Cairo, Egypt: President Mubarak's Arrest 'Calmed' the Streets

Weapons of the Libyan Rebellion
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It's a relatively quiet Friday in Cairo so far.

The miltary's move against the Mubarak family worked. It calmed the street. For now.

The arrest of Egypt's President Hosni Mubarak and his sons was widely seen as another revolutionary milestone here -- a first in the long history of Egypt: A ruler facing justice.

A few score protesters have gathered in Tahrir Square, which has become a kind of Speakers Corner for this city. As the traffic snakes and snarls and honks by, people chant, holler, proclaim and discuss their opinions. It's a scene full of good feeling, actually, full of natural dignity.

And their message today may surprise you: The people and the army are still one.

The idea of President Mubarak on trial is deeply stirring to Egyptians, and a lot rides on what happens next. If the trial is a vicious farce, like Saddam Hussein's trial, it will damage this revolution. But people here seem to want true justice, and President Mubarak's arrest and his (fair) trial can be, it is hoped, a cornerstone of a new Egypt.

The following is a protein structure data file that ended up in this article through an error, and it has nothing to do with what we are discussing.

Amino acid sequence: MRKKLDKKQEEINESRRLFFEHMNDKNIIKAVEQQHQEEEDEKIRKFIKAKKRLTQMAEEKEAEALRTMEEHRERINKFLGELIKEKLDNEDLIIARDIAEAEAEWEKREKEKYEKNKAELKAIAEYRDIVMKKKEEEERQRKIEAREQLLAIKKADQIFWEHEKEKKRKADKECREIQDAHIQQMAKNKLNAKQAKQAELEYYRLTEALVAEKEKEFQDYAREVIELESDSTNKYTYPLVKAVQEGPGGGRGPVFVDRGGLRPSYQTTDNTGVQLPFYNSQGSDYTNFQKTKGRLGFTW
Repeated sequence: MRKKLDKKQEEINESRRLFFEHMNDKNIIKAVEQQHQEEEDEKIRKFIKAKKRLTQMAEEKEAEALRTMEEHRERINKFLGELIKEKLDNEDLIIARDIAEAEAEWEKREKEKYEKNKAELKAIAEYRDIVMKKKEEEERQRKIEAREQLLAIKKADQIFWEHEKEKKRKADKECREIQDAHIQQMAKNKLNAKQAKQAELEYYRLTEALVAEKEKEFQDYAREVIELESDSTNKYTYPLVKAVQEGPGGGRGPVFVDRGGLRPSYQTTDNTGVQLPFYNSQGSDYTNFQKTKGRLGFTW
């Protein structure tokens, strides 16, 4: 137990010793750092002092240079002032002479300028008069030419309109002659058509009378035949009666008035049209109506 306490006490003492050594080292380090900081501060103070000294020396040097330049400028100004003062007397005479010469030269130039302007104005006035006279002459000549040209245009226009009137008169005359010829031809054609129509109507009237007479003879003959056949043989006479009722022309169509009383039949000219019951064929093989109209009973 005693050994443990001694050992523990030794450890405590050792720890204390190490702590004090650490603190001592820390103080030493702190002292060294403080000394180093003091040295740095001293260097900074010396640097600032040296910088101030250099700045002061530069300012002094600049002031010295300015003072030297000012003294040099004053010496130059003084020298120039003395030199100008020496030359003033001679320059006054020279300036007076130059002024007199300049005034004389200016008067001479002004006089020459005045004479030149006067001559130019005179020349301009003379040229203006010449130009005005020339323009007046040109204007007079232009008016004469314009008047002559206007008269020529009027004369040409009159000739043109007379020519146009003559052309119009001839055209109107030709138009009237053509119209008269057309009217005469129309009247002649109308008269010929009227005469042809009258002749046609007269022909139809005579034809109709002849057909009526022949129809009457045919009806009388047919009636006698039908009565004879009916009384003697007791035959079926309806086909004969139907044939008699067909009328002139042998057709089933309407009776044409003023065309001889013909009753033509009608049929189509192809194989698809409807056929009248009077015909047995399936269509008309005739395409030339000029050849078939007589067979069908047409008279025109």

While human rights activists can point to specific and disturbing violations by the military government here -- especially the case of blogger Mikeil Nabil, sentenced to three years in prison for "insulting the military"-- most people still seem willing to give this awkward process towards democracy more time, and give the generals the benefit of the doubt. For now.

The bottom line: The military has power. But so do the people in the street. And there is a tricky, sometimes tense balance between the guns of the soldiers and the demands of the people.

So it wasn't really the military that arrested President Mubarak. It was the people.

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